Snowshoeing in Colorado

In Adventure, Hiking, snowshoeing, Winter Sports by Mikaela RulandLeave a Comment

I missed that feeling of release in your chest that only comes (for me at least!) from standing alone in the middle of the wilderness, save for a hiking buddy or two.

And my dog was going stir-crazy.

In winters past, I’ve been guilty of letting the trails sit under a blanket of snow all season as I hit the slopes. I love skiing, don’t get me wrong, but that feeling of peace is missing as you stand in lift lines, swerve to avoid beginner skiers and slam moguls. It’s a different kind of mountain experience.

So, this year, armed with a new pair of snowshoes, I’ve set out to find that sense of peace that I get when hiking.

My favorite trails are covered in snow and, while that would have daunted me in the past, I’ve come to find that most of my favorite summer spots are even more beautiful under a blanket of white.

My sister and I, accompanied by our two dogs, started the season at Mayflower Gulch in Colorado’s beautiful Summit County. It’s a short, albeit steep, hike that ends in a beautiful valley surrounded by peaks. The valley is home to an old mining camp and makes for a pretty stunning stop no matter the season. We were shocked into silence when we peeked out of the trees and saw the valley and peaks, covered in a fresh blanket of snow.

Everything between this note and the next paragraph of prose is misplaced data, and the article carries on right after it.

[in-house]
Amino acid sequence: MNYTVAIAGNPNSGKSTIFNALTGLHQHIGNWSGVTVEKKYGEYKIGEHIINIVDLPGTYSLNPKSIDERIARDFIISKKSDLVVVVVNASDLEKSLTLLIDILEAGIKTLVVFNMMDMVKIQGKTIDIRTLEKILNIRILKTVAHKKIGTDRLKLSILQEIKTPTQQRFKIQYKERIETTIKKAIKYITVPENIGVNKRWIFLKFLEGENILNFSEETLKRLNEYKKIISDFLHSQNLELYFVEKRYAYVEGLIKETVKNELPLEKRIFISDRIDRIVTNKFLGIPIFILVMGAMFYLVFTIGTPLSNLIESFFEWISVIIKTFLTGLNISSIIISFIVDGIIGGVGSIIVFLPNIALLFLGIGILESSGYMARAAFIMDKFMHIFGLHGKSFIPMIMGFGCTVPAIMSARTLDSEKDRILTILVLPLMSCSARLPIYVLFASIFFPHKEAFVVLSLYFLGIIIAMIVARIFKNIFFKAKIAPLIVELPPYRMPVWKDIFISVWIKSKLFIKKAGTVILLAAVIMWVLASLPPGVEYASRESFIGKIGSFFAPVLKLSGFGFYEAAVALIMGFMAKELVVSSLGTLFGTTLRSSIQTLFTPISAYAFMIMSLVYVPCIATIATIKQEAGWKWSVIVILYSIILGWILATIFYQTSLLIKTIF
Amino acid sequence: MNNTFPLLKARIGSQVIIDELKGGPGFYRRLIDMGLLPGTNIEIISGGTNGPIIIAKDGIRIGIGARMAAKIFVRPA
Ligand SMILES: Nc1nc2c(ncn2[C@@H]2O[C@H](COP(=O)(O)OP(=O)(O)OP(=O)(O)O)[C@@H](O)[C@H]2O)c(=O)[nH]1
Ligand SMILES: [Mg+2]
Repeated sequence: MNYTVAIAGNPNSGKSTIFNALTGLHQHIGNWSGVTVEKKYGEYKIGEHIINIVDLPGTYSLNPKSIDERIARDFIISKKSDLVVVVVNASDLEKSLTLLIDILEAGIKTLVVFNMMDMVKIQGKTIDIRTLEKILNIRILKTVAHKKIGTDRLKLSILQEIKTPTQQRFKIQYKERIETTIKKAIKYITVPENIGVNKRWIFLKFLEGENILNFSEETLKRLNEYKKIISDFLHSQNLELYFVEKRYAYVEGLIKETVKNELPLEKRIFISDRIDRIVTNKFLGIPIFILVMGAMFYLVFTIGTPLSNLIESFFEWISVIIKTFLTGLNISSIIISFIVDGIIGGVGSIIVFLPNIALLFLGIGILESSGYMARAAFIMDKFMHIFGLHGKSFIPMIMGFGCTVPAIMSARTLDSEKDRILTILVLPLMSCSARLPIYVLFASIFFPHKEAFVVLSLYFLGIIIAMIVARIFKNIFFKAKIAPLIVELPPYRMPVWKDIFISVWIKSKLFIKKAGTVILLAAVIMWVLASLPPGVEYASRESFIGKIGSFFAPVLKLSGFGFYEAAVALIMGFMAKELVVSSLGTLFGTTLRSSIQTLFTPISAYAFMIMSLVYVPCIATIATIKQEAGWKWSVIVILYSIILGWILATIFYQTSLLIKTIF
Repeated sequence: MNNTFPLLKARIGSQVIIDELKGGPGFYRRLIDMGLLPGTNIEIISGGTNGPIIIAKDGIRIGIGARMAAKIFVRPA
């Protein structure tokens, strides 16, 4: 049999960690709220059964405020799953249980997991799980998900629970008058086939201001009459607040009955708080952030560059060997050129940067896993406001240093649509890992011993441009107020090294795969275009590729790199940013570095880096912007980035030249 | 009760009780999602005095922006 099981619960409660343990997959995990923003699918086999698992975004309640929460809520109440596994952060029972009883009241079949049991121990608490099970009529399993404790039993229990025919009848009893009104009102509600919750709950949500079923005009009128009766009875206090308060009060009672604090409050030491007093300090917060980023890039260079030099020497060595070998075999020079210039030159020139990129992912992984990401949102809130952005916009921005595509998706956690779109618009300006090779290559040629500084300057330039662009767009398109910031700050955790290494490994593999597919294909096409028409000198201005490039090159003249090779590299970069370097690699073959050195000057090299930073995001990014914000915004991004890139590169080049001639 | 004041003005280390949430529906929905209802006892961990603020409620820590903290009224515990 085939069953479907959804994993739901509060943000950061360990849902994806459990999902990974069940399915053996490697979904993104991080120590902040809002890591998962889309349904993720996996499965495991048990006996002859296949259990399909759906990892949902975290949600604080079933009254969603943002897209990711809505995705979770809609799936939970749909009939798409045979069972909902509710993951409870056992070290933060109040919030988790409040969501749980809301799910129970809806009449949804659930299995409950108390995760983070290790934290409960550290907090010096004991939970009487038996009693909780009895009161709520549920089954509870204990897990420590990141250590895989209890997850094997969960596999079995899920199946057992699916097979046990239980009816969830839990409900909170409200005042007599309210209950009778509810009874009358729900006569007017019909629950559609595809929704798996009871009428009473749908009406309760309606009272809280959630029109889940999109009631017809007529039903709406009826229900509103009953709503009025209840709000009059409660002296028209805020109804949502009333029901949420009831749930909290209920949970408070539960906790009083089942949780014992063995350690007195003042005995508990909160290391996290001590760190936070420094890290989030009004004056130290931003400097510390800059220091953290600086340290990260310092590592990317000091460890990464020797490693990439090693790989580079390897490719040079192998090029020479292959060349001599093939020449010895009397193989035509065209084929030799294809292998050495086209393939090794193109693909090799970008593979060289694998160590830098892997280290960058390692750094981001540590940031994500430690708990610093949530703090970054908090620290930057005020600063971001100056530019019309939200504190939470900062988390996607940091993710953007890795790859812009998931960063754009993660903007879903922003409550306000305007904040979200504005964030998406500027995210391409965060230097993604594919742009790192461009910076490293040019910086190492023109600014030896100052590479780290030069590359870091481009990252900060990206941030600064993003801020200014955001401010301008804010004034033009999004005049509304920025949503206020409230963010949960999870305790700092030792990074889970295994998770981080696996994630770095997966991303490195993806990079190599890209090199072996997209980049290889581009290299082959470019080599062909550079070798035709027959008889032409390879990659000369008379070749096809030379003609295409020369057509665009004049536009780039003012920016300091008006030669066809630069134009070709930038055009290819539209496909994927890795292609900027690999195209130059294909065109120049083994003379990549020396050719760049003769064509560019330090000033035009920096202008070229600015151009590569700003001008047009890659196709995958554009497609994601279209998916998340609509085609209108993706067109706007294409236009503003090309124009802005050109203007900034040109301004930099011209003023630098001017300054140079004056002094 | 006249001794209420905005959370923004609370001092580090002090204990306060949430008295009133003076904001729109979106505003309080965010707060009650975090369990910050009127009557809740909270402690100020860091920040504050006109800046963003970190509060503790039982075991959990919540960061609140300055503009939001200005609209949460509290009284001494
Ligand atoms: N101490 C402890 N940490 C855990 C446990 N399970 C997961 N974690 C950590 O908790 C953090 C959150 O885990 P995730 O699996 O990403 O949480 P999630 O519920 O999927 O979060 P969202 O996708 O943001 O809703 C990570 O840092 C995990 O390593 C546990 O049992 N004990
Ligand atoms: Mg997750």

In the summer, the trail continues up a ridgeline, but we were content at hitting the valley. Snowshoeing takes a lot more effort than hiking, so even short jaunts feel like an accomplishment!

Later in January, I taught a beginner snowshoe class for Mtn Chicks, a women’s hiking group, in Rocky Mountain National Park. A dozen of us set out up the snowy trail, walking across frozen lakes and through Antarctic strength winds to the beautiful Emerald Lake. In the shadow of Hallett Peak, the lake is spectacular no matter the time of year.

My fiancé and I had taken our engagement pictures at the same spot earlier in the fall and the difference was stunning. The spot seemed extreme and remote, it’s beauty wild and dangerous, though we were just two miles from the car. We pulled our neck gators over our faces, snapped some pictures and hustled back down the trail where it was calm and sunny.

This past week my favorite hiking buddy, my dog McKenzie, turned 12. I took the afternoon off work to take her to play in the snow. We drove to one of our favorite state parks and started up a trail that’s usually pretty popular in the summer. It was a weekday, but the trail hadn’t been touched since the weekend snowstorm. We broke trail the entire way and didn’t see another soul expect for a sweet young moose that watched us from the willows.

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